Charles left his home in the Green Pond community in Laurens county in 1942. He was 24 years old and would not return until November 1945.
He became a part of the 5th Army Air Corps and a member of the Night Fighters Squadron serving in the Pacific war against Japan. The Army Air Corps supported General MacArthur's "Island Hopping Plan" which enabled the United States troops to reach Tokyo faster with fewer American casualties.
Charles was at New Guinea, the liberation of the Philippines and then Okinawa and Japan itself . He achieved the rank of Staff Sergeant. While in Okinawa, a major storm hit which swept away everything they had and Charles was left with hist-shirt, dog tag and his boxer shorts. His unit had to live off the land and sleep in Japanese catacombs for several weeks until they resupplied. The Battle for Okinawa was one of the most horrific of the war with Japanese kamikaze suicide bombers crashing into our ships and airfields and the mass suicide of mothers and children jumping off the cliffs into the sea.
Then the battle was won and on to Japan, but first two atomic bombs were dropped on the cities of Hiroshima and then Nagasaki and then Japanese unconditional surrender in August 1945. Joining other American troops, the Night Fighters came to the Japanese Main Island and were part of the occupation forces until November 1945 when they were sent home. Each was asked to take home a Japanese weapon of war and my dad brought home a rifle and a sword here on display here at the museum.
After arriving on the US West Coast, Charles and his unit were put on a train headed for Atlanta and Fort Macpherson to be discharged. The train wrecked in between the West Coast and Atlanta and Charles had to break out windows in an overturned car to get out and pull others out to safety.
He decided to just take a bus home from Atlanta and arrived on Main Street, Fountain Inn at the Triangle Drug Store. He stepped off the Trailways bus into peace.
Charles Evans Gray, Jr.
Charles in his parents' driveway in the Geenpond Community, Deck Road, Owings, SC. Four Years later he would have circled the globe and seen some terrible things that no one should ever have to witness. He was fortunate to return to this driveway as over 400,000 of his fellow US Service Men and Women would never return alive.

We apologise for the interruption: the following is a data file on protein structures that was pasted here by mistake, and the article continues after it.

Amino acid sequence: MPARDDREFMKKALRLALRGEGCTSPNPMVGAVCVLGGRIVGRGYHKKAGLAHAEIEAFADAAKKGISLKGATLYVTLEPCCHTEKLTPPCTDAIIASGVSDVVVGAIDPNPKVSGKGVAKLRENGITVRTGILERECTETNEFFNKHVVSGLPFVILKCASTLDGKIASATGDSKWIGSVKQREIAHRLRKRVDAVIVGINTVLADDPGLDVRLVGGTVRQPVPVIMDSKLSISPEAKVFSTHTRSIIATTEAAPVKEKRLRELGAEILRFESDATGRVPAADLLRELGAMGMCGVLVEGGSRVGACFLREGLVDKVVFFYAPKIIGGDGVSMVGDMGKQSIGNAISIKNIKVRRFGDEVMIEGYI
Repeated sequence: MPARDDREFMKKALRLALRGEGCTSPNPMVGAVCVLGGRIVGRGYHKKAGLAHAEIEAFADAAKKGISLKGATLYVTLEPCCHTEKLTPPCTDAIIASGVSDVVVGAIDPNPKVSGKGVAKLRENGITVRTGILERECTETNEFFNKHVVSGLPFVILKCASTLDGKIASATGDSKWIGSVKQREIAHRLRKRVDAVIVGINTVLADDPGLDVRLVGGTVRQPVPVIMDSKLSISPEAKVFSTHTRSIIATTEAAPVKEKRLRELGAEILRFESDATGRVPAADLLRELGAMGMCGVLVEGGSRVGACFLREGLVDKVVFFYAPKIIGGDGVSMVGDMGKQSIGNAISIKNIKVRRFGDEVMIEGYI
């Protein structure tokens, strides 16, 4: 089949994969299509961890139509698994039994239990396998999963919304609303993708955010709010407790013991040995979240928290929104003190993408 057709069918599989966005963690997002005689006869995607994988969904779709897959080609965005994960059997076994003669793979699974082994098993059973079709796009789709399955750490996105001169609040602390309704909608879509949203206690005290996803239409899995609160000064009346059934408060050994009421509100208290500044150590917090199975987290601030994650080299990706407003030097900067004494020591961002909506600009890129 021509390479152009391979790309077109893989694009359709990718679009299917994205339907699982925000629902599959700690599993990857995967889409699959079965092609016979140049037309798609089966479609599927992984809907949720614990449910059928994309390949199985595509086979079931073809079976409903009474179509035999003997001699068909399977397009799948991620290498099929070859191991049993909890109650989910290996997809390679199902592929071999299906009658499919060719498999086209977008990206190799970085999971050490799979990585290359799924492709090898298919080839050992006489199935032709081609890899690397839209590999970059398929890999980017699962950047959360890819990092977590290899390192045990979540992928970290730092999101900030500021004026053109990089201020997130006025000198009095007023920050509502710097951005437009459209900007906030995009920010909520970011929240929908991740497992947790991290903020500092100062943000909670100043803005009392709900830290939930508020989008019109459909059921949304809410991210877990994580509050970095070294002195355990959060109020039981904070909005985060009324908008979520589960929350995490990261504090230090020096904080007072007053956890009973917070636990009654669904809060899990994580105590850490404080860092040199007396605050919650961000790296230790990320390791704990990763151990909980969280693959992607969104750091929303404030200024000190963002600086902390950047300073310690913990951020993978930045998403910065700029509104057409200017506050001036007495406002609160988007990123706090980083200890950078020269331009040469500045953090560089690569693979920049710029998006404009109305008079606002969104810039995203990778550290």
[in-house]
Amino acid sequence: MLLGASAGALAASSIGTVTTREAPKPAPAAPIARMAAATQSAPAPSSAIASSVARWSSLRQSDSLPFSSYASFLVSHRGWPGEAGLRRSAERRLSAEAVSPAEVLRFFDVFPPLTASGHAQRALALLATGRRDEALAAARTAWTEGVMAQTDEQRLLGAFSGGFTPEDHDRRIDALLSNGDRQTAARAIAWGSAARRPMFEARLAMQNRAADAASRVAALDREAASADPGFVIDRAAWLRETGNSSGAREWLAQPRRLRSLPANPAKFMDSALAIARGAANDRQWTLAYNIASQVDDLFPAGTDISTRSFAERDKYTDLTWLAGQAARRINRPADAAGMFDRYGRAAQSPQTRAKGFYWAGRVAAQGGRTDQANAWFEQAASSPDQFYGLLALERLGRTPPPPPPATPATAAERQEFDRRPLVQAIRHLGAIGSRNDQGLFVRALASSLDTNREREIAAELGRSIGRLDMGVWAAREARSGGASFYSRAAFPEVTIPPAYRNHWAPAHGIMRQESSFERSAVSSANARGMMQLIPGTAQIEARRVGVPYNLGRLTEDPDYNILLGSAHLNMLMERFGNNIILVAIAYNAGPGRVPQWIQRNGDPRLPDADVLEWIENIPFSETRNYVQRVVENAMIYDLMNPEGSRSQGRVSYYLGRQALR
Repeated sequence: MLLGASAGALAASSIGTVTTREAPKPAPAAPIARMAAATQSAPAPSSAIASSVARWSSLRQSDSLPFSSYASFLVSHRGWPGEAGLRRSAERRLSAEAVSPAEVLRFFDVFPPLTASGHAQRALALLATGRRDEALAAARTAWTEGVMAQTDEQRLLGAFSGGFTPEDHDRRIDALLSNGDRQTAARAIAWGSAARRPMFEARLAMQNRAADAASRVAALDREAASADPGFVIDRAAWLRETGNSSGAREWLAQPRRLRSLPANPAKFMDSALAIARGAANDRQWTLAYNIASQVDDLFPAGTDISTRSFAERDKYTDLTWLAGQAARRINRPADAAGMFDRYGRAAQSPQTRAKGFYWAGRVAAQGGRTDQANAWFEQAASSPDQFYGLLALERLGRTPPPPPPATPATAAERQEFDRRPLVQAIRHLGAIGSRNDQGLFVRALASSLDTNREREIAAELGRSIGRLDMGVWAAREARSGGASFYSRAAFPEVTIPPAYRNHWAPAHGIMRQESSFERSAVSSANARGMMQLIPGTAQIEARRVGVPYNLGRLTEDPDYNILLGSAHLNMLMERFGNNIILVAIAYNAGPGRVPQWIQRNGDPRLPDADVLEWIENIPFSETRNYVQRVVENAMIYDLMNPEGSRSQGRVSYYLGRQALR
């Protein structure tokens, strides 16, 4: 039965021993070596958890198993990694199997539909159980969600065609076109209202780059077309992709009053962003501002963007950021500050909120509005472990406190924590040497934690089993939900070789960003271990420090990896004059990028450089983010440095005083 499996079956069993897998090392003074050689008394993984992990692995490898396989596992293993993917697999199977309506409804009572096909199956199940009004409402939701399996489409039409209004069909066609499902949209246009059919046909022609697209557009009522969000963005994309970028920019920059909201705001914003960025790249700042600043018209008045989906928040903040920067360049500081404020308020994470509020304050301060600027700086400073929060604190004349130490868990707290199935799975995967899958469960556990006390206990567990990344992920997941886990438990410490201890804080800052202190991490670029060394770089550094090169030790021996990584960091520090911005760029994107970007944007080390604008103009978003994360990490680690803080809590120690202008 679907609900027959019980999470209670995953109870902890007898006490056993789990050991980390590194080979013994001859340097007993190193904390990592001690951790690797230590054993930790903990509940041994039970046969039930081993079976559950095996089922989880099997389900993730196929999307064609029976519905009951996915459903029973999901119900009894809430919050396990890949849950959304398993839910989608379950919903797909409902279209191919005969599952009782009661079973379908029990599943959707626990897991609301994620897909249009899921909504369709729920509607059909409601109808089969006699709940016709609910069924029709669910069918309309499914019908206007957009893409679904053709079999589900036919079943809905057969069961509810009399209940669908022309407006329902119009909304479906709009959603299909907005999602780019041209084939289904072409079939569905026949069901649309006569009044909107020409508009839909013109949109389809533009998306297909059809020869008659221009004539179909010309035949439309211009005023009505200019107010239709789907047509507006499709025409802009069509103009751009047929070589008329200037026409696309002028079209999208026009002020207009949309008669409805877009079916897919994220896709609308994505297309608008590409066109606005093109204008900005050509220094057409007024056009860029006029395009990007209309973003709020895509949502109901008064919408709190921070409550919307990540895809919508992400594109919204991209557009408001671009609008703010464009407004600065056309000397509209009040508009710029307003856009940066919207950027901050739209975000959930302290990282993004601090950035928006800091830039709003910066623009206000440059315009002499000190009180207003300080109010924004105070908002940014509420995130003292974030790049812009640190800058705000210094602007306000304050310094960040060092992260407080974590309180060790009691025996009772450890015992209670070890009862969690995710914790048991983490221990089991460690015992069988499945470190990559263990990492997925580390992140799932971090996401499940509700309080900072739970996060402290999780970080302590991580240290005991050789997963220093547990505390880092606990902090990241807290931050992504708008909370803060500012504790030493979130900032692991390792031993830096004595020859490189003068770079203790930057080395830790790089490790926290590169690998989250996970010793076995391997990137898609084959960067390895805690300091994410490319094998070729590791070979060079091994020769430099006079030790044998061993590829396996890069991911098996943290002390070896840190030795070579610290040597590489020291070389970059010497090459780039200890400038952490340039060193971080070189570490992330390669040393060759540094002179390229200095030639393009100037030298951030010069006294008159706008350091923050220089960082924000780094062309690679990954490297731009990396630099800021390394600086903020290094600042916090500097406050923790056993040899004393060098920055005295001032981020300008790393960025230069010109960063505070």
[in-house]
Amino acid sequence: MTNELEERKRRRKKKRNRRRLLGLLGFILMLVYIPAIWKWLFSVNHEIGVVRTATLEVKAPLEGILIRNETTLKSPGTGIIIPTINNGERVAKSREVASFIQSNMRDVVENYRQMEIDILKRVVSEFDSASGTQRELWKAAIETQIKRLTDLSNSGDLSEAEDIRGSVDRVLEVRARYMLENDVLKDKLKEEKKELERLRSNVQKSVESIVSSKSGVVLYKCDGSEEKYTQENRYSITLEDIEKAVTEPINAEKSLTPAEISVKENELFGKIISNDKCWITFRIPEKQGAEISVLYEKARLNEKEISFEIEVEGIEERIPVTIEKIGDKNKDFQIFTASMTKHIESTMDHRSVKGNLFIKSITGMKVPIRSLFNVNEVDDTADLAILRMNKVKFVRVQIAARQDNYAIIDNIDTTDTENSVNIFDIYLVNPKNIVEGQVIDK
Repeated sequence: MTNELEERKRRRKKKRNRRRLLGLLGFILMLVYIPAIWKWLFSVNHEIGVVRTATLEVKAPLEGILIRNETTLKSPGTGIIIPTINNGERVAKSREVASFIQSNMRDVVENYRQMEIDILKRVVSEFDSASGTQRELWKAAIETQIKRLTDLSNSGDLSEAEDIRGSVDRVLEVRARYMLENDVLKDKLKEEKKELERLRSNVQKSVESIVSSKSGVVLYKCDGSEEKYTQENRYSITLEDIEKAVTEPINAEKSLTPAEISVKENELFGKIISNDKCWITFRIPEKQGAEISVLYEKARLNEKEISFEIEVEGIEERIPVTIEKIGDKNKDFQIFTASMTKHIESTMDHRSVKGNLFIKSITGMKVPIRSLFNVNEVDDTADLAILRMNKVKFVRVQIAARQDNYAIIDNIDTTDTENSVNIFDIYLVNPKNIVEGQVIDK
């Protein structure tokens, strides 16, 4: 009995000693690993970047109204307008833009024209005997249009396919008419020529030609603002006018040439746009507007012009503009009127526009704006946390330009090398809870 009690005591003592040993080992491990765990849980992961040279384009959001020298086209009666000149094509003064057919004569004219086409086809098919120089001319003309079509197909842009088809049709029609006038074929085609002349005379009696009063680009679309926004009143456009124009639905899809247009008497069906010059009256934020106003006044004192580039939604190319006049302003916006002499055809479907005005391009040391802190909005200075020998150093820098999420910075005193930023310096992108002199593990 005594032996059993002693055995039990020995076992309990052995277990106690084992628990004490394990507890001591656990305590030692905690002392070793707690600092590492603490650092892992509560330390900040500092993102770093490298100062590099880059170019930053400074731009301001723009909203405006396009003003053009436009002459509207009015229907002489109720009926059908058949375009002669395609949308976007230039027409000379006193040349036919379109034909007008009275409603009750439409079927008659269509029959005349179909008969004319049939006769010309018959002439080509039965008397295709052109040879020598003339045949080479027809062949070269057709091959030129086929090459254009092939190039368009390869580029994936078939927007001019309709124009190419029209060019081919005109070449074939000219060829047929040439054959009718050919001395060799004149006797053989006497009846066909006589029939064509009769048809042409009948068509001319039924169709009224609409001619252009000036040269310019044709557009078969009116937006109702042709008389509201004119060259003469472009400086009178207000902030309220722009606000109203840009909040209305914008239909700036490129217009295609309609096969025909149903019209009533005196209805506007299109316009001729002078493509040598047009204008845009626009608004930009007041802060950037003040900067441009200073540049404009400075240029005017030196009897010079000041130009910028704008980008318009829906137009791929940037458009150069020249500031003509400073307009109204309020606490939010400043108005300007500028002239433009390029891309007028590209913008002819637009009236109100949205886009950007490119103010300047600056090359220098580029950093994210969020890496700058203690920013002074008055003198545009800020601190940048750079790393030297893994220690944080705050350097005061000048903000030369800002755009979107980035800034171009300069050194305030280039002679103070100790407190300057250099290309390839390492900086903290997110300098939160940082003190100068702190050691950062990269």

After the war, Charles was discharged at Fort McPherson, Georgia November 1945. He took a Trailways bus from there to Fountain Inn. He then walked from Main Street down to 300 Fairview Street to see his girlfriend Jimmie Mae Willis whom he had dated before the war. One of her older sisters Joyce Willis Richardson, who was 8 months pregnant drove him down to his parents home on Deck Road in Greenpond community.
When Charles got home from the War he got some really bad news. He had sent every pay check each month to his father and his father had spent every penny of it on a lumber truck. Charles had only his mustering out pay and the clothes on his back. He went to Belk and got a blue suit, white shirt and a tie and new shoes. He then went job hunting.
He got lucky and landed a good job in Miami with Western Electric. He left South Carolina for Florida which was booming at the time. He wrote his girlfriend (future wife) almost every day about how great things were there. She already had 3 brothers and a sister living there. (After our she died in 2017, her children discovered the letters she had saved from Charles in Miami.)
She had decided to go there and marry Charles! She packed her bags, told her parents, and was set to go when she got some bad news. Charles had contracted malaria again because he had stopped taking quinine too soon and the doctor in Miami told him leaving the tropical climate would help. He boarded a bus to return to Fountain Inn once more.
After he returned home to his parents and recovering from malaria, he worked in Fountain Inn at the Hardware Store and at Holland’s Market. Eventually he got the job he had for the rest of his life at Winn Dixie Warehouse on Wade Hampton Blvd, Taylors, SC. Charles worked there from 1948-1971. For the first nine years he commuted and then the family moved to be close to his work. His wife and son, Buddy were the most upset about the move. Buddy hated leaving friends and cousins.
Charles and his 3 children at his parents' house. Charles Jr (Buddy) B. Oct. 1,1947, Mary Jane B. May 19,1950, Martha Ann B. March 27,1953/Died from Cancer in 2007.
Charles died from a massive heart attack while talking to his wife at her work, TGY Department Store, directly across Wade Hampton Blvd from his job at Winn Dixie Warehouse. They we’re on their lunch break. The fire department was also right across the highway and were on the scene in literally no time. They said he was dead before he hit the floor. That was a terrible moment for the family.
Sadly, Charles never saw any of his children graduate from college but they all did. He never saw any of his kids marry but they all did and he never saw or knew a grandchild. He has six .